Georgia’s score in Transparency International’s annual Corruption Perception Index this year was slightly better with the country taking 64th place out of 182 countries surveyed.
The index, released on December 1, gave Georgia score of 4.1, an improvement from last year’s 3.8; Georgia scored the same point of 4.1 in the similar index in 2009.
The Corruption Perceptions Index, which ranks countries based on how corrupt their public sector is perceived to be, scores countries on a scale from 0 - perceived to be highly corrupt to 10 - perceived to have low levels of corruption.
Georgia, which shares 64th place with South Africa, is ranked between Turkey (with score of 4.2) and Croatia (with score of 4) and is ahead of other former Soviet states, except of the Baltic States, as well as ahead of EU-member Bulgaria, Greece, Italy, Romania and Slovakia.
Transparency International Georgia attributed the country’s progress to “the successful introduction of an electronic, transparent procurement system, which has been a very positive development.”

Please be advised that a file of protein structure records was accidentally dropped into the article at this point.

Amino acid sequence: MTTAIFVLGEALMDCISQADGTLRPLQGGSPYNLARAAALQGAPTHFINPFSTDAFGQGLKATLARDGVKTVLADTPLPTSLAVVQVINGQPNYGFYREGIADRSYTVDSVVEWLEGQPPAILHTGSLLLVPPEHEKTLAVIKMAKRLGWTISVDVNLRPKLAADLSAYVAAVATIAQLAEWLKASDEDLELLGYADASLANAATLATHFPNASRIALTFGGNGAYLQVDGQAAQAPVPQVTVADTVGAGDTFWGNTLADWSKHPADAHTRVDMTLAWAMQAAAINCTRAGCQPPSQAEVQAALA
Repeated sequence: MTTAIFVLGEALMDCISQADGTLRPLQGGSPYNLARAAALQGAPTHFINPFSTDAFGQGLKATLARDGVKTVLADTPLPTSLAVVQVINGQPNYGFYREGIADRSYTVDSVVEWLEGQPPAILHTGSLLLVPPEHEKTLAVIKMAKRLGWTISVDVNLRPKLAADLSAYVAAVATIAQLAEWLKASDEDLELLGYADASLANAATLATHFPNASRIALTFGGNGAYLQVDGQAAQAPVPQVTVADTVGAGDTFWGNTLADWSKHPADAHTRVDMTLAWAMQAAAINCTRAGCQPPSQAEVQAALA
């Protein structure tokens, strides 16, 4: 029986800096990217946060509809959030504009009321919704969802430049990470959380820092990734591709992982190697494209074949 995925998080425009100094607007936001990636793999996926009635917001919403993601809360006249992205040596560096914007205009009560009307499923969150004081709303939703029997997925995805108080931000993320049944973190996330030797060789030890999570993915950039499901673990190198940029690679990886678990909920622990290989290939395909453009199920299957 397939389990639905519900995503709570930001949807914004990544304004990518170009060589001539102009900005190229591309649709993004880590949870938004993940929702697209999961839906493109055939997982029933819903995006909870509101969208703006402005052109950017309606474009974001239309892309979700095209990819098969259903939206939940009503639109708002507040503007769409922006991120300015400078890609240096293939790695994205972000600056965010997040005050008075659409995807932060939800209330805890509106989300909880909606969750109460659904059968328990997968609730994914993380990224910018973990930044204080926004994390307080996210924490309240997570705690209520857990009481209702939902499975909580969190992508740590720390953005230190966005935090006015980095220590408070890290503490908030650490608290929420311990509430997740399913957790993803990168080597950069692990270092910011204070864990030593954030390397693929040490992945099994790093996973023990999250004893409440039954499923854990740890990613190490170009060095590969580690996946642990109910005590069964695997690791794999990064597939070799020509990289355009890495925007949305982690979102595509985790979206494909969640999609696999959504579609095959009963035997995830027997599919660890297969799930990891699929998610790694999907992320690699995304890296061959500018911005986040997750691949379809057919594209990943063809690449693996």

“The government’s steps to make data accessible to citizens online and promote e-governance are very positive,” Eka Gigauri, TI Georgia’s Executive Director, said. “We encourage the government to further increase these efforts particularly in regards of some state agencies, which are considered less transparent.”
The watchdog group, however, also said that despite the progress Georgia’s national anti-corruption system needed more measures for improvement.
“Our recently published National Integrity System analysis shows that Georgia’s system of democratic checks and balances remains weak. The judiciary, the media, civil society, and opposition parties are underperforming as institutions which should balance the concentration of power of the government. The executive branch remains largely unchecked, because of the ruling party’s constitutional majority in Parliament”, Gigauri said.